A class act in preschool education in Concord

Bright green tissue paper crinkles as Maureen O'Bryan talks, and a happy stuffed animal observes from the packed bookshelf behind her.

O'Bryan is preparing for the graduation ceremonies that are about to commence at First Kids Pre-School, an educational program for children ages 1 to 5 at First Presbyterian Church in Concord.

She looks up from stuffing gift bags when the side door opens and a small boy excitedly stumbles in.

"Ready for the big show?" she smiles before returning to the tissue paper. Yes, all the children are ready, assembled in front of her office. O'Bryan tells a nearby parent they "look like a flower garden" before gently shepherding them down the hallway.

As director of First Kids for the past 18 years, she has honed her skills and reputation as an educator. Most recently, she was named an outstanding director by the TEDDY Awards, sponsored by the nonprofit Child Care Resources Inc., which honors three outstanding Charlotte-area workers in early child care and education.

O'Bryan's impressive background in special and elementary education makes her a strong candidate for the award. But only by seeing her at work can you see how deserved the award really is.

"Maureen has a magical quality," Gordana Coley, the program's music director, said while O'Bryan chatted with the students before the graduation ceremony. "She changes into this unique character in front of the children, and they just gravitate toward her. She speaks quietly and calmly, and the kids just listen."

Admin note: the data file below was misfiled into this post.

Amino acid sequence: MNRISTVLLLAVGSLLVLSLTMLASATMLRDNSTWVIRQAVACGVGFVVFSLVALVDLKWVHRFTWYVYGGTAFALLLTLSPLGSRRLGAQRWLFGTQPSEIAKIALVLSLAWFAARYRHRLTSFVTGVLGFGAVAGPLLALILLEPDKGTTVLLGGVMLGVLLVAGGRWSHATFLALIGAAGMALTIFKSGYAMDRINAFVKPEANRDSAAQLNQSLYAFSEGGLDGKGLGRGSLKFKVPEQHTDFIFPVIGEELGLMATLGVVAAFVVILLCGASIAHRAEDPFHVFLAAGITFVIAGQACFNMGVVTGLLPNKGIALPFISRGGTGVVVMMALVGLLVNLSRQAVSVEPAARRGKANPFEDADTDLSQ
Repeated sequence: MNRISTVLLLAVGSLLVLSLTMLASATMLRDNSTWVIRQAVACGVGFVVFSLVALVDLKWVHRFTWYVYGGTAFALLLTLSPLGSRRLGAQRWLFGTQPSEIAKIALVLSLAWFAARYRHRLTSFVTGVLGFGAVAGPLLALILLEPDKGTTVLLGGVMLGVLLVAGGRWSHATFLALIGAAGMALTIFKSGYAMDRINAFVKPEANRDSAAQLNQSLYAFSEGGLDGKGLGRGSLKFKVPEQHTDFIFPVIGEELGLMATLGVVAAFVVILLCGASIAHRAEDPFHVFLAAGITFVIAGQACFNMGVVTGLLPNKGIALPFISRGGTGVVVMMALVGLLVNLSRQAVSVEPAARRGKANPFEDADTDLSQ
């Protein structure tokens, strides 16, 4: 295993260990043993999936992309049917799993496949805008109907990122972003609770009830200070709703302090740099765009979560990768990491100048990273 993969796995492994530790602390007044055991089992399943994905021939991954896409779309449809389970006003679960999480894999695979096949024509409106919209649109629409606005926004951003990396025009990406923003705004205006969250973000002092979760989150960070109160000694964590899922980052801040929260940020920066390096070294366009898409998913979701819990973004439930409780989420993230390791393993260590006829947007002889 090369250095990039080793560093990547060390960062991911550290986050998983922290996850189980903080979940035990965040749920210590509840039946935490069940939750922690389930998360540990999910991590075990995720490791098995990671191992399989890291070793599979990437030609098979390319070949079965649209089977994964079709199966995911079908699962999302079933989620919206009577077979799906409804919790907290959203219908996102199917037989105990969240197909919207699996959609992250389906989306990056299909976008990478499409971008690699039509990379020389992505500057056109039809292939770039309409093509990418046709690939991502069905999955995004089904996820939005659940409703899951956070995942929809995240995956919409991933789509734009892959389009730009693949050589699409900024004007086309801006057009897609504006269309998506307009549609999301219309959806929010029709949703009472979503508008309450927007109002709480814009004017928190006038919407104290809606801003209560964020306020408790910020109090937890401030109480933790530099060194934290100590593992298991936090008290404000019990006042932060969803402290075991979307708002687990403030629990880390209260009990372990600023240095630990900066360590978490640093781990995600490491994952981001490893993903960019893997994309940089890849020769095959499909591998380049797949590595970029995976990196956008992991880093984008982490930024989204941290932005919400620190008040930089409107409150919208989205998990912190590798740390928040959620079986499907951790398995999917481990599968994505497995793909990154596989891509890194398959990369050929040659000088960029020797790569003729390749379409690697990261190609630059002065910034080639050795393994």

As Coley speaks, O'Bryan quietly passed out small wooden musical instruments to the fidgeting students, engaging each one. She stayed present and interested throughout her interaction with every child.

Walking down the hallway before the ceremony, she calmly and thoughtfully responded to the many questions thrown her way from students and visiting parents, never losing her focus or smile.

"It's often as much about guiding the parents as it is about guiding the students," she explained between greeting a parent and directing a student to his classroom. As she talked, the sharp ding-ding of a toy xylophone filled the air. The noise seemed like a natural accompaniment to her voice.

She credited the program's success to the collaborative nature of the faculty.

"It's not that we are perfect, or even experts, but we've been doing this for a while now," she said. "We've developed an eye for talent and fill this place with people who know how to teach through love. Not everyone has that gift, but I see it here every day."

Sara Heiser, whose son attended First Kids, underscored O'Bryan's role in cultivating the program's reputation. "She is naturally warm and inviting. From the very first telephone call, you want your child to attend her preschool."

Handing out the colorful gift bags at the end of the ceremony, O'Bryan beamed. Her joy was infectious and contributed to the celebratory mood.

"I get to paint and look at bugs and play games," she said, explaining the joys of her work while parents and children trickled out onto the sunny lawn. "I love coming to work every day."

It was clear that those involved with her preschool love having her there, too.